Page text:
Bishop's Message

THE DIVINE SEEKER

Sep 2006    

JESUS encountered many individuals during His earthly ministry. One such person was the unnamed Samaritan woman who had the great privilege of meeting Jesus alone at a well in Sychar in Samaria (Jn. 4:4-42).

Jesus invited her into the kingdom of God and she gladly accepted His gracious invitation. In the course of their conversation, Jesus also taught her about true worship. We can learn much from that life-changing conversation that the woman had with Jesus, her Saviour (and ours too).

Let us begin by taking a short detour to a sermon preached by John Wesley. One of Wesley’s favourite sermon texts was Mt. 6:33 – “Seek ye first the Kingdom of God and all these things shall be added unto you.” He used this text in several of his sermons, urging people to turn from their sinful ways and to turn to God. Wesley not only used the Scripture text evangelistically, but also used it to encourage the early Methodists to maintain the focus of their lives.

In one such sermon, Wesley reminded his listeners about the spiritual condition of the Samaritans. When Assyria conquered the northern kingdom of Israel in the 8th century, many Jews were exiled, and the king of Assyria brought many foreigners to settle in Israel (2 Kgs. 17:24). The resulting mixed race of Samaritans emerged. Their religion was a syncretistic or adulterated one. They retained some elements of Hebrew worship, but also embraced many  mported idols. Their condition is described in the Bible: “Even while these were worshipping the Lord, they were serving their idols.” (2 Kgs 7:41).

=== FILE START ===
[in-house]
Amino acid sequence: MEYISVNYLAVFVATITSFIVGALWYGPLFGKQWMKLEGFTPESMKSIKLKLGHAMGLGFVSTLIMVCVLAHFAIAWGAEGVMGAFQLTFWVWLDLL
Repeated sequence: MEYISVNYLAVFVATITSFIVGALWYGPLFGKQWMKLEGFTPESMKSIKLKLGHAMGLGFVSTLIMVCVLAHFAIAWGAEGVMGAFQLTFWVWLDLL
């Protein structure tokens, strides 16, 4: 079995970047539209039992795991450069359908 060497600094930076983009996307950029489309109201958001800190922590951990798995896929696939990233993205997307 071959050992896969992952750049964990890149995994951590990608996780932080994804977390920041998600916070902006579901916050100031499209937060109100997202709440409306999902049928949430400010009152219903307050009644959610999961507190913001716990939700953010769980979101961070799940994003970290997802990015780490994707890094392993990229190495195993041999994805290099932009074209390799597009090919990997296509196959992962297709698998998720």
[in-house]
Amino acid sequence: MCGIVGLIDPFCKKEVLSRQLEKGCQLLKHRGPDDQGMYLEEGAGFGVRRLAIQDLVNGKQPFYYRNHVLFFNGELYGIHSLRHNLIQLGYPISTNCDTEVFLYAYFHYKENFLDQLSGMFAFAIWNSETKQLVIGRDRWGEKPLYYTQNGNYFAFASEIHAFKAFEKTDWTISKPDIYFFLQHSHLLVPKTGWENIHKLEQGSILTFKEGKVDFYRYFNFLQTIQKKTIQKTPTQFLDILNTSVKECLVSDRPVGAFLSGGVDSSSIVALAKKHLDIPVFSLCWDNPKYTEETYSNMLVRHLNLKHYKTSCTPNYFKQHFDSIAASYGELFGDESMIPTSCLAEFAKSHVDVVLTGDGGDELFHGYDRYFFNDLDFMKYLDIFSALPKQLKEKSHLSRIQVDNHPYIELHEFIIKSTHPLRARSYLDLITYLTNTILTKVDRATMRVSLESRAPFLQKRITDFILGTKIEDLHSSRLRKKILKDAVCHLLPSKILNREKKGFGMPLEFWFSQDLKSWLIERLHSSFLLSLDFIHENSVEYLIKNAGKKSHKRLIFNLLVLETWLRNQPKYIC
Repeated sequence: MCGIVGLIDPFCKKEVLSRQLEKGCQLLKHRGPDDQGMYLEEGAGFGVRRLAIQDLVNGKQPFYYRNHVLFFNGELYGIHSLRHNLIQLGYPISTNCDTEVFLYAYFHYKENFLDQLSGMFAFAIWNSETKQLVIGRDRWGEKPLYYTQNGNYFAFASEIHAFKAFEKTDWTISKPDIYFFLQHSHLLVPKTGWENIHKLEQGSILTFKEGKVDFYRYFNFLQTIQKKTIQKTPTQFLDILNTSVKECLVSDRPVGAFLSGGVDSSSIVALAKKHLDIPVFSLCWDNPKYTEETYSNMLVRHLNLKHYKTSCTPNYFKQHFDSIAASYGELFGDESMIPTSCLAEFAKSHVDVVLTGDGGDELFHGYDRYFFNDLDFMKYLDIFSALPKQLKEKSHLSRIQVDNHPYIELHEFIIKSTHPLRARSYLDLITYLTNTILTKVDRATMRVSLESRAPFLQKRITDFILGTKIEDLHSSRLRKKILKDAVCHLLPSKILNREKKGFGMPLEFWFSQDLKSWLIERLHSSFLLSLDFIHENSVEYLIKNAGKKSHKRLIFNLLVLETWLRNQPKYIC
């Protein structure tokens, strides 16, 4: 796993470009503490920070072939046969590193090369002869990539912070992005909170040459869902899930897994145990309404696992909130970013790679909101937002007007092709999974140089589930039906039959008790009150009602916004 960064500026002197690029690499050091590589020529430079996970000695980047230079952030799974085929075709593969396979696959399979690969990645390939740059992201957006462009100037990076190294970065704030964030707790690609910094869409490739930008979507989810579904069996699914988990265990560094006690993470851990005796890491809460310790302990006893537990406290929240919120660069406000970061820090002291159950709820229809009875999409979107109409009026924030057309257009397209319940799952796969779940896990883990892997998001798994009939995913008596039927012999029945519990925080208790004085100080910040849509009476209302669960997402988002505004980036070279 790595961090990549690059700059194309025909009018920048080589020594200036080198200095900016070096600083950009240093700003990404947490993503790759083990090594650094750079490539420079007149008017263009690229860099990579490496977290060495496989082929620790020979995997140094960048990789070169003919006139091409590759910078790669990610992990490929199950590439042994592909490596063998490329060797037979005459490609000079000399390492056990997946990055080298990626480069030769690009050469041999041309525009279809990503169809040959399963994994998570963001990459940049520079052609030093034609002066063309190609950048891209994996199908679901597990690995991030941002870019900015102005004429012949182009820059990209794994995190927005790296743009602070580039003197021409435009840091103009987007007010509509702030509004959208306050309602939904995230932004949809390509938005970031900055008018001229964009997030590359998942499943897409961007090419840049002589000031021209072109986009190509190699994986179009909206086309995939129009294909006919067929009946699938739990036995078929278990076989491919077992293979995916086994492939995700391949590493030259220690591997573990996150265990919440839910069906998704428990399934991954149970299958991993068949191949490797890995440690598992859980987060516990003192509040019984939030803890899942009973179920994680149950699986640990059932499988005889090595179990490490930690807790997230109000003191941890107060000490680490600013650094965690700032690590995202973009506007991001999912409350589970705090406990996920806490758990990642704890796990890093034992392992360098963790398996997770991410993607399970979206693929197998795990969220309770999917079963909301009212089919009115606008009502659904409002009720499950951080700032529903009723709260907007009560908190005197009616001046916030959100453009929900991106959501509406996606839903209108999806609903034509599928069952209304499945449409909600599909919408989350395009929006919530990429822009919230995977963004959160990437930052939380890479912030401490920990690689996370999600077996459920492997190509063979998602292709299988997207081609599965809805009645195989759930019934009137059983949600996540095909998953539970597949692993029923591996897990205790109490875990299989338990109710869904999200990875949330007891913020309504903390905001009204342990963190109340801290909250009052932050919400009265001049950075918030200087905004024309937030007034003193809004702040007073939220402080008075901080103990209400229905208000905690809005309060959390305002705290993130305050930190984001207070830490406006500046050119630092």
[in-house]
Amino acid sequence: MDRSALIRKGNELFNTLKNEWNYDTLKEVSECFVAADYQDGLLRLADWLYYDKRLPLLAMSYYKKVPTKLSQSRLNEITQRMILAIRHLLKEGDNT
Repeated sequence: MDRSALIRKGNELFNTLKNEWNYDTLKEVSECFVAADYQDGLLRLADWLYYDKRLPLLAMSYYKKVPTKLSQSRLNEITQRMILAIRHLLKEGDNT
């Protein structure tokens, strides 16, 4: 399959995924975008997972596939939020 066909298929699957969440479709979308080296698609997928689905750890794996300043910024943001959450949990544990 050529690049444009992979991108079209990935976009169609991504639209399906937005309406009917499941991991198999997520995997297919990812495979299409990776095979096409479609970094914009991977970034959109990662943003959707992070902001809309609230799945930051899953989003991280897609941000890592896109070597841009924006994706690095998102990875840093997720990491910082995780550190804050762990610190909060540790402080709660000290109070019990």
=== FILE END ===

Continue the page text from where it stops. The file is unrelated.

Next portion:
Wesley pointed to this verse and observed how Christians were often guilty of the same thing. He then taught that to truly worship God is to trust Him, love Him, obey Him, and to become like Him. This, indeed, is a helpful way of understanding worship.

We are to seek God and His kingdom – this should be the motivation of true worshippers of God. In many churches, this idea has been incorporated into how worship services are conducted. Worship services are to be  “seeker-sensitive” in that they are to cater to the needs, questions, and quests of seekers, people who are not yet Christians but who are seeking for God. Such evangelistic ideas are noble and to be commended. But there is also a danger that when we go in this direction, we may forget the deeper purposes of our call to worship God.

Worship, first and foremost, is all about God. The centre of our attention in worship should be God, and not seekers, let alone ourselves. Human seekers often begin approaching God for self-interests. In other words, they are looking for the gifts, rather than the Giver. This should not surprise us, for that is often how most of us came near the edges of the Kingdom of God.

‘Worship, first and foremost, is all about God. The centre of our attention in worship should be God.’